10 January, 2017 by katelaity
‘In the morning, I asked about the strange noise. I did my best to make it sound like a trifle but even mentioning the odd sound made the family members look furtive and oddly guilty. Even the children were no help. The very youngest had forgotten all about it by then and the somewhat older ones were clearly too frightened to even speak of the sound.
‘My curiosity was this way whetted even more and I pondered how best to get my new friends to explain to me the creature that stalked the wild night, but about which they had no desire to speak, as if to utter a name would bring it upon us. The people of that land, the Cree, they know the value of names and words. Having far less time for frivolous speech than we do, they tend to weight their words with care. To name a thing is to touch its power.
‘The winds continued through the day though they dropped for a while in the afternoon. The sons used the time to gather more firewood from outside and I leaped up to help them. The youngest of the brothers gave me friendly looks but the older ones looked generally grumpy and cross. I guessed that much like the men I had known all my life—Arcadians being a rather singular tribe themselves—they were concealing a great deal of fear beneath their gruff expressions.
‘But none of them wanted to talk about what had happened in the night, so I consoled myself with being helpful and observing how they lived. While we gathered more wood the women used snow to fill the bubbling cooking pot. They were grateful they did not have to head to the river to refill the cauldron that cooked away always over the fire, ever reminding me of the Scottish kings witches. I quizzed them about spices and flavours, made them show me things they used so I could better use the resources surrounding me.
‘You wouldn’t think it to look at me but I am quite a good frontier cook.
‘As I went for a last armful of wood from the old tree felled some days before I happened upon a track through the snow that had been obscured by the wind and snow but not filled. If the light had not been at just the right angle as the sun began its downward slope, or the snow had fallen that much harder in the morning, or even if the winds had been only marginally stronger just then, I might not have seen the prints in the white landscape.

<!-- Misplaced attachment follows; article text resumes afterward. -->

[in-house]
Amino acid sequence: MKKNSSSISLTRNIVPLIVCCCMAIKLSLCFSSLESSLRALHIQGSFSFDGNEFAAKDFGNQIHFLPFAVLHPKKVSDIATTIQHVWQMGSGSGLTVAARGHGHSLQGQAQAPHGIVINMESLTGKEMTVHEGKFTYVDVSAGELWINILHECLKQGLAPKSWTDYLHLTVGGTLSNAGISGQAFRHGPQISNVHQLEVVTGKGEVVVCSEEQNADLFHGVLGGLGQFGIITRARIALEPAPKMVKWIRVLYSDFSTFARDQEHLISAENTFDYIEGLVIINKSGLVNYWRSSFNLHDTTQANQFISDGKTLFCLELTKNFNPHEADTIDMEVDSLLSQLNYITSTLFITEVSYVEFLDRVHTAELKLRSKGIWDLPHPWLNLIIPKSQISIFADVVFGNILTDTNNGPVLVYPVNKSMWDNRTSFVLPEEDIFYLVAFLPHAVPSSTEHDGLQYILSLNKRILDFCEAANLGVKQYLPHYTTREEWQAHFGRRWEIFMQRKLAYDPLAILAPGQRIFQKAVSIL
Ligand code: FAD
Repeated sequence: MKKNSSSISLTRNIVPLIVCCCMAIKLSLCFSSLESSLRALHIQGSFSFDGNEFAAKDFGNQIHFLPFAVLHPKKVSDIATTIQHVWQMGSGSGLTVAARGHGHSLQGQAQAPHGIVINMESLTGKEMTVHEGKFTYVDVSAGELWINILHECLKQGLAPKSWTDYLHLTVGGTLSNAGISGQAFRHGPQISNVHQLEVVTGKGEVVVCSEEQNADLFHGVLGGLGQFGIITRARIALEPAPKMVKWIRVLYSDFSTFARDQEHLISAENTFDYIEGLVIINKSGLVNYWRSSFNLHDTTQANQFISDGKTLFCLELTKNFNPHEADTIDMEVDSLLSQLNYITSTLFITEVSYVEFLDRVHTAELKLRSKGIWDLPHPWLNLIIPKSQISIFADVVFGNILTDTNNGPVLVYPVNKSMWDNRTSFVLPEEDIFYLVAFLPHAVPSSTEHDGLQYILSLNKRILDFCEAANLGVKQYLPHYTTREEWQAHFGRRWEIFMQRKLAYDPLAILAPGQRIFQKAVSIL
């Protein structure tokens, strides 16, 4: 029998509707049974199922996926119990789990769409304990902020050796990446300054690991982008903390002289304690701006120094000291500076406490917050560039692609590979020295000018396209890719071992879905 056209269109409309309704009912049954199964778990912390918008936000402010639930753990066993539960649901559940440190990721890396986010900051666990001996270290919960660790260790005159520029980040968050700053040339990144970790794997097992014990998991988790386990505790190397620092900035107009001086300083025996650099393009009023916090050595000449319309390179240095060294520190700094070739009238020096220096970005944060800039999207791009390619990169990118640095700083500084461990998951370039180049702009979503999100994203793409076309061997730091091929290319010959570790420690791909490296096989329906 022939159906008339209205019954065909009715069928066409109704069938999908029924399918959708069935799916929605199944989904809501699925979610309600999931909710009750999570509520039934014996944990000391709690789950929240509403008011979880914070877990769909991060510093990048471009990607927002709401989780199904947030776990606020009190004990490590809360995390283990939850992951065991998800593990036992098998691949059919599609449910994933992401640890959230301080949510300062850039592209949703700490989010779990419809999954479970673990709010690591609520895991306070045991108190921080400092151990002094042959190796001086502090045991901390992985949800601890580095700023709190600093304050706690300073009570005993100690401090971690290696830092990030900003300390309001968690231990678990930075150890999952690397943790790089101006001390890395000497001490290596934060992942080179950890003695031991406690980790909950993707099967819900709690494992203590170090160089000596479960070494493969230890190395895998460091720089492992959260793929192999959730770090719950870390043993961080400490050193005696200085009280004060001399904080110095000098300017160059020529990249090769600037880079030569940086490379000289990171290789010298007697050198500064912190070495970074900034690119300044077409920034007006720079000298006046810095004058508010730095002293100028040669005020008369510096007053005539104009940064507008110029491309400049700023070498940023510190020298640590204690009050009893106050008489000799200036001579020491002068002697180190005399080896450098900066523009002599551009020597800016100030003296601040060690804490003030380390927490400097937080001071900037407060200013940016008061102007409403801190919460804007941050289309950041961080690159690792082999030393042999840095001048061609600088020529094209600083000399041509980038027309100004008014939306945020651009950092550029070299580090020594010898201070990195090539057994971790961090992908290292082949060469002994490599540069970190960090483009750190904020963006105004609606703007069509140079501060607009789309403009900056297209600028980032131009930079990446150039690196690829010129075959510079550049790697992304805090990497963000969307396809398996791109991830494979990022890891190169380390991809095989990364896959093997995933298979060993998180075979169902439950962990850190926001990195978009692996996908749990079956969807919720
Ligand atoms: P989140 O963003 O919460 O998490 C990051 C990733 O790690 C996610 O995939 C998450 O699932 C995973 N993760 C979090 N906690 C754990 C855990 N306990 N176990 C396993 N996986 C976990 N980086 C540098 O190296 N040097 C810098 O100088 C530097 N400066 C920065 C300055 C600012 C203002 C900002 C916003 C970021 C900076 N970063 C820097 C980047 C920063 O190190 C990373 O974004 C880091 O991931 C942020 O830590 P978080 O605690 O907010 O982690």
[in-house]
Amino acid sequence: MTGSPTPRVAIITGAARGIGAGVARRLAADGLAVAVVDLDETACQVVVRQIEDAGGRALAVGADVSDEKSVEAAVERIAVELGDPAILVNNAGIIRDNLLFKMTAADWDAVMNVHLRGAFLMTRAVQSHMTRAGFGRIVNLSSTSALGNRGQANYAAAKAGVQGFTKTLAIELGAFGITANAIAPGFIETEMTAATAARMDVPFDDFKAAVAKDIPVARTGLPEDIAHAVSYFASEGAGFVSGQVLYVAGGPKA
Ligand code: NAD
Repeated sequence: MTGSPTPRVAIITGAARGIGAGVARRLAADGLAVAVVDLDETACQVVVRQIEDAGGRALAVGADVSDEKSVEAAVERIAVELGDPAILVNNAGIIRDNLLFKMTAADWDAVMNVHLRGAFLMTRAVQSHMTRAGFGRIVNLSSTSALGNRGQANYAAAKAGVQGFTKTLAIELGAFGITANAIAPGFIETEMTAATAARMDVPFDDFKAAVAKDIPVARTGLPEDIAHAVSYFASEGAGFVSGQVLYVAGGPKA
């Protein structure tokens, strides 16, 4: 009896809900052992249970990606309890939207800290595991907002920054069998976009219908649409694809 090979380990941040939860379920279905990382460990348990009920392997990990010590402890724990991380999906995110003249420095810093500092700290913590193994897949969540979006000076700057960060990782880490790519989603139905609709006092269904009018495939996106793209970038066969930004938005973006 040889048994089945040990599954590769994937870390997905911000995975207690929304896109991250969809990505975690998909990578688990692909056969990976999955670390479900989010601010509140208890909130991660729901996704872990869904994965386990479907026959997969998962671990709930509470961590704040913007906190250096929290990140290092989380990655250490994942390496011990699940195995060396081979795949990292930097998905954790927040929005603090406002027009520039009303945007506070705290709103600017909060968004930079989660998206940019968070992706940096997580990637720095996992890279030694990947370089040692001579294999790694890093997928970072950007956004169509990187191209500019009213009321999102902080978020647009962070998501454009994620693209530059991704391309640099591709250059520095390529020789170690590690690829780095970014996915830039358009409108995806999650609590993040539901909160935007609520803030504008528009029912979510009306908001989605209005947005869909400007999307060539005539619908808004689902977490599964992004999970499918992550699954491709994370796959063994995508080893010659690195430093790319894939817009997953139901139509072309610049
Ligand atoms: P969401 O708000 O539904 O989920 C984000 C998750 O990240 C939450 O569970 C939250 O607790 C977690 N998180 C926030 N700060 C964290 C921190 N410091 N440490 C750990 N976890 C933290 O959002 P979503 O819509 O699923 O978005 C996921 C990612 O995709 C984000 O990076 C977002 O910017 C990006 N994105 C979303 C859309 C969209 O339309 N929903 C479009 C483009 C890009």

‘What is that track?’ I inquired of the youngest, thinking him the most likely to respond. He only shook his head as if to say he did not know.
‘The oldest eyed me stern as a schoolmaster, then he bent to spit in the track before covering it with snow. Then he said only, “Wendigo.” And led us all back to the house.
‘I rolled the strange word around in my head getting used to the sound of it. Though he had obscured the track it was fixed in my mind and when we returned indoors I took out my notebook and scribbled down a description and sketch of the print. How to describe it? It was rather like a bear’s paw, I thought at the time. Longer and less inwardly curving as the trail of the bruin tends to be. In fact it was rather more like a human foot though of course much larger and clawed.
‘The oldest son shook his head at me. I wasn’t certain whether he thought me foolish to be writing down the information or that there might be some danger in thinking too much of the creature. Yet I was bursting with curiosity.
‘I would learn more that night, which would cure me of my idle wonder.’